While I was visiting my sister and brother-in-law, they had a few visitors this weekend. Have you ever heard that dogs always look for attention from the people that like them the least? Well, this happened to be the case last Friday. My sister’s dog Kai kept putting his head on these visitors lap, bringing toys, and sitting in front of them. Their other dog, Mighty, enjoyed laying and walking past them, trying to get rubs. However, they didn’t touch the dogs and my sister had to keep pushing them away.

I kept thinking,”They have a dog don’t they?” My suspicion was confirmed as we sat eating pumpkin cake with cheesecake frosting. My brother-in-law’s friend casually mentioned how great the shock collar is working on his young lab. He mentioned how his dog will stop when going to chase animals mid-run and will cower instead of taking action.


Shock collars are still marketed and sold to many people who don’t want to train their dogs or are looking for an easy way out. In many countries shock collars and invisible fences are now outlawed. Shock collars are very dangerous. Not only can they malfunction, but they electrocute your dog. Someone people believe it’s not enough to hurt the dog, that’s how it’s marketed anyway. However, if the collar didn’t hurt the dog, why would the respond?

How do dogs respond to shock collars?

Usually in one of two ways:

1. They completely shut down. To a regular owner without any knowledge about animals, they may think their dog has improved. However, their dog is most likely intimidated and scared out of their mind. Many times shock collars are advertised showing these dogs-the shut down dogs. They may look relaxed but if you read their body language you can tell they are very tense. When a dog shuts down it avoids human contact and cowers. Eventually, the dog is so scared it doesn’t seem to care about anything and shows signs of depression. Many studies have proved dogs have higher cortisol levels (stress hormone) with shock collar training.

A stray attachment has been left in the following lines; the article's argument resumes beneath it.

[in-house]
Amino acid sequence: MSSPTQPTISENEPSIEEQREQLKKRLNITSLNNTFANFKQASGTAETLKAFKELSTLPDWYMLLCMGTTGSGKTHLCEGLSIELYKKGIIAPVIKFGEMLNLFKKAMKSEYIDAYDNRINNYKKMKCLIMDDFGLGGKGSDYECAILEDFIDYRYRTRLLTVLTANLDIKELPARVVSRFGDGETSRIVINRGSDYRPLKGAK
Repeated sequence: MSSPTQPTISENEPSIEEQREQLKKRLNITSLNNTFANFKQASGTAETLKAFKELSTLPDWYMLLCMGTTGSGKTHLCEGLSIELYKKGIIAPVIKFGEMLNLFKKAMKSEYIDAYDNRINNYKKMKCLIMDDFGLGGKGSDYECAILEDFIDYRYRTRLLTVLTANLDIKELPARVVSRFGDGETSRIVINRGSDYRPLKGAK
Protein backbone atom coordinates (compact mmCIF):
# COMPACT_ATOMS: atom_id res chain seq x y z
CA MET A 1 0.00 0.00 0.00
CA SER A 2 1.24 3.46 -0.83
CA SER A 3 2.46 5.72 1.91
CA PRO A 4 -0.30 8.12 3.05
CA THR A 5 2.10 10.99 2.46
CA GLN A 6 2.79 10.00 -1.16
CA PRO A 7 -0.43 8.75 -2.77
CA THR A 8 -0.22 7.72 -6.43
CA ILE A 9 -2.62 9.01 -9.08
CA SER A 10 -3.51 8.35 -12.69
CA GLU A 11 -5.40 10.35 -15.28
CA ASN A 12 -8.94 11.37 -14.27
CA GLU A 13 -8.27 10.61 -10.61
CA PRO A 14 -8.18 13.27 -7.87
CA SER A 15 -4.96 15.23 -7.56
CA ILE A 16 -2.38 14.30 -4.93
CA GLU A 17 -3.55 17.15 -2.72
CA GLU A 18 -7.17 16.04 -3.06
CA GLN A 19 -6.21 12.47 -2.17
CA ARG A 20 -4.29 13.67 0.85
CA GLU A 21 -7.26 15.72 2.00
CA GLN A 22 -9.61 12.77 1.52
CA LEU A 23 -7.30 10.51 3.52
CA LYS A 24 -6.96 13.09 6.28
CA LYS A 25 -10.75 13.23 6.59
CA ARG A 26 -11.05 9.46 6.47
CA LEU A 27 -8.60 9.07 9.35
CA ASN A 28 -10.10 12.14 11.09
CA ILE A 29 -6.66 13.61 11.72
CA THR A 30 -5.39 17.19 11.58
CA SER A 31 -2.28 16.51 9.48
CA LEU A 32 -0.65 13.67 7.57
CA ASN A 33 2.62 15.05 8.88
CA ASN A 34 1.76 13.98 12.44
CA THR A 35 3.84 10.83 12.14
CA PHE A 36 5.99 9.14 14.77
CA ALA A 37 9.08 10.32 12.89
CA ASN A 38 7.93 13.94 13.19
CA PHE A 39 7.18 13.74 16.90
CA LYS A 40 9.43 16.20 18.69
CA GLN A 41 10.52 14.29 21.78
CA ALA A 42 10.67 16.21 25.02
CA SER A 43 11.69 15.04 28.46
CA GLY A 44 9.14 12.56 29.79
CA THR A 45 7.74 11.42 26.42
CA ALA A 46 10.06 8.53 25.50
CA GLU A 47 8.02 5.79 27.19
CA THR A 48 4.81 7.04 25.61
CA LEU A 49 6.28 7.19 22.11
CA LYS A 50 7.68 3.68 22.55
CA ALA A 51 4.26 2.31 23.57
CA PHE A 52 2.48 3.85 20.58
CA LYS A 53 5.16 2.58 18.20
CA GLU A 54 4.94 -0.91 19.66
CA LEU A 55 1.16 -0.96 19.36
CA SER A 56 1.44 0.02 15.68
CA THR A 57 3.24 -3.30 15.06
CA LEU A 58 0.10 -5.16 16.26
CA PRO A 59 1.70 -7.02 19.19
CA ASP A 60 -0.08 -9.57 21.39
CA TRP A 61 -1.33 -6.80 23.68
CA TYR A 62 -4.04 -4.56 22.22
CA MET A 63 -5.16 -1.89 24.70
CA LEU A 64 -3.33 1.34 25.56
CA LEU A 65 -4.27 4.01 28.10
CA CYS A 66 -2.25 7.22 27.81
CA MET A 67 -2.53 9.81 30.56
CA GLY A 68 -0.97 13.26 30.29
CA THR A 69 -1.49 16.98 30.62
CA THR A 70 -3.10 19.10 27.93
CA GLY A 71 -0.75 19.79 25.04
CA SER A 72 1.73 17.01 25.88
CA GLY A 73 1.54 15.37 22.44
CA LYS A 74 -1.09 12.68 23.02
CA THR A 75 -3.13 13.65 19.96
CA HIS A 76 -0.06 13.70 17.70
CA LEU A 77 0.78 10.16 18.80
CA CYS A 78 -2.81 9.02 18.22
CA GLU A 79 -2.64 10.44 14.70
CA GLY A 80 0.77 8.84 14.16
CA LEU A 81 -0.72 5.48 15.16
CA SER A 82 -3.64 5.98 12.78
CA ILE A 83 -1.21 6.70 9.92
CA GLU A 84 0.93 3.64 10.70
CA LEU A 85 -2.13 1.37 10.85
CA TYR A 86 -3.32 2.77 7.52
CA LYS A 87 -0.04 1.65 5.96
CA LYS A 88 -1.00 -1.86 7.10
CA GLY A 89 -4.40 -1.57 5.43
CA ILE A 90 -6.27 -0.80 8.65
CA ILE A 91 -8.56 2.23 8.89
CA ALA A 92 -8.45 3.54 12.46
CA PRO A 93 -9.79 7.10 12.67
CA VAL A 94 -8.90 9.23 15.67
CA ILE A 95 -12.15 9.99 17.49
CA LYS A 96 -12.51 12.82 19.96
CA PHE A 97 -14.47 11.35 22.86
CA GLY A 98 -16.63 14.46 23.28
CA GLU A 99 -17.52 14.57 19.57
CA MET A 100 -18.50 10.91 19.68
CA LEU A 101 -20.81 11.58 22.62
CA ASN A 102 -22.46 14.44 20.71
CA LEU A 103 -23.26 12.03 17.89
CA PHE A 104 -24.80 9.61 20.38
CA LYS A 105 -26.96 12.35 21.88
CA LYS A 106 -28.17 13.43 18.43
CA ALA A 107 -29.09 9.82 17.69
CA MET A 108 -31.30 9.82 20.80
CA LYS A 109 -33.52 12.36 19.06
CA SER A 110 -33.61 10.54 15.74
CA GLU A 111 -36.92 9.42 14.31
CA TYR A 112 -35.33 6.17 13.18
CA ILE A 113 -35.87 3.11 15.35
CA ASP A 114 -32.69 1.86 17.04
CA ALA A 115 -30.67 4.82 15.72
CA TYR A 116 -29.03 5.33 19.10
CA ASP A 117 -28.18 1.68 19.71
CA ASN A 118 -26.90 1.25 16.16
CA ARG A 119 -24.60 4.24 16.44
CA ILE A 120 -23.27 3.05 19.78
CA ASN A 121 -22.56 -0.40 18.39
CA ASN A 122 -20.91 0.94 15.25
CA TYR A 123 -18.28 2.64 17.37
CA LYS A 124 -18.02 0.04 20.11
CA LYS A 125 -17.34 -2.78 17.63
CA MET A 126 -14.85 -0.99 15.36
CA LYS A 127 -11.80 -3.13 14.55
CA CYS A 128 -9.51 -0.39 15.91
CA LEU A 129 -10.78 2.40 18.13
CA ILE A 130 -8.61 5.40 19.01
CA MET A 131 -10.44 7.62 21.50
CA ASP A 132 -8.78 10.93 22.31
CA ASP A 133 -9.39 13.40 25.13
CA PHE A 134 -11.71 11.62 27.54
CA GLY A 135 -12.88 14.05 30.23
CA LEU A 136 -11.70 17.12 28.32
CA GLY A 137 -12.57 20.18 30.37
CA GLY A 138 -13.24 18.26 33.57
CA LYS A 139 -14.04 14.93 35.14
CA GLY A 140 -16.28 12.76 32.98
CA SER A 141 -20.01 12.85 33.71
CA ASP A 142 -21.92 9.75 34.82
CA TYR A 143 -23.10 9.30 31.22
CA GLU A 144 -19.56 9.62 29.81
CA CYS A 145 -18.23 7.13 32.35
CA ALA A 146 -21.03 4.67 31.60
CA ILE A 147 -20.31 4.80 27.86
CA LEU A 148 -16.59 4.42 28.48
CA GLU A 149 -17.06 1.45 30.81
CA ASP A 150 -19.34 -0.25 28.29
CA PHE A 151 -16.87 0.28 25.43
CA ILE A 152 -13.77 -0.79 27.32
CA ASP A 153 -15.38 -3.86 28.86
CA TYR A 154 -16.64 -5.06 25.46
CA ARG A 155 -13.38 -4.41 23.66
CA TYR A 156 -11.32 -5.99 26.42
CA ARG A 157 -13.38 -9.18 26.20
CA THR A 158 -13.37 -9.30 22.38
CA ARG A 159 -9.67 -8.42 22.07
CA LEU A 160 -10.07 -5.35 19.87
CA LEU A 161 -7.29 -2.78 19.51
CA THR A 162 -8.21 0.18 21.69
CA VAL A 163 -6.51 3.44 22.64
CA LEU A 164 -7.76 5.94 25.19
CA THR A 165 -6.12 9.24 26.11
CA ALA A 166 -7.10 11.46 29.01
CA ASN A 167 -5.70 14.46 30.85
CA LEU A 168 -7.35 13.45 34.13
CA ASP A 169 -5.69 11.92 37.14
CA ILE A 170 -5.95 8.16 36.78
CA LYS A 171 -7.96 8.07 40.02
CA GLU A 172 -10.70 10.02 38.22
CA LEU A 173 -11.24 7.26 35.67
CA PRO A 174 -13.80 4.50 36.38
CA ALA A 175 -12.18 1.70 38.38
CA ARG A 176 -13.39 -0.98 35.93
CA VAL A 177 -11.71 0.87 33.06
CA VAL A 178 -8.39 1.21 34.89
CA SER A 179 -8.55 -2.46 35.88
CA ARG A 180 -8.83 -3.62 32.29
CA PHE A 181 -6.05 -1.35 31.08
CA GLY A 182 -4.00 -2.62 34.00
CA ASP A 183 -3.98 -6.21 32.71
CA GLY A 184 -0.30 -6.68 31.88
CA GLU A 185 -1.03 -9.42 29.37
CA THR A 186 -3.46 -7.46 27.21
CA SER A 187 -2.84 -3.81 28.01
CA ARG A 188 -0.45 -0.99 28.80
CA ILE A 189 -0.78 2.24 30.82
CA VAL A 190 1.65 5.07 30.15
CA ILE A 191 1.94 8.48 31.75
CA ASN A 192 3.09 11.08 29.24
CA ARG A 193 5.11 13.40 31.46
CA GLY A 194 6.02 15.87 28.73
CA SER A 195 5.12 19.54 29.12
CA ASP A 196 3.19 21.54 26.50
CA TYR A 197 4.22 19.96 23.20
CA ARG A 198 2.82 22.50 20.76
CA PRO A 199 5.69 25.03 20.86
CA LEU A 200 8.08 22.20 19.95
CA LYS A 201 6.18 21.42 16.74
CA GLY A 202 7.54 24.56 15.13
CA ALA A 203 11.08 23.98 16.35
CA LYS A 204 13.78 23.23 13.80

2. Another way they may react is by becoming more fearful and aggressive over time. Think about it-if every time you saw a cupcake, you got a painful shock in your neck-what might happen if you see a cupcake again? Next time you might slowly approach the cupcake-then BOOM! SHOCKED AGAIN! The next time you may go around the cupcake, but as soon as you are passing it-SHOCK! The next time you see the cupcake you may run screaming the other way. If you are forced near a cupcake you may act aggressively-doing anything to GET AWAY FROM THE CUPCAKE-ANYTHING TO AVOID PAIN!

Now pretend that’s not a cupcake, but something that your dog enjoys-like running after squirrels or barking out the window at people. After a few shocks your dog may shut down completely, or they may run away, cower, or act aggressively. After being shocked as they bark at people, they may associate people with pain, therefore, next time they meet new people, or go near people they will try to escape, and it they can’t they may act aggressively.

There are countless scholarly articles, not just opinions out there about shock collars. I am sure depending on who ordered the study, you can find evidence supporting or against shock collars. However, think about if you would like to be treated like that. Think about why other countries have outlawed them and all the pain they can cause your dog. Think about doing the work and building a positive bond with your dog-think about positive training.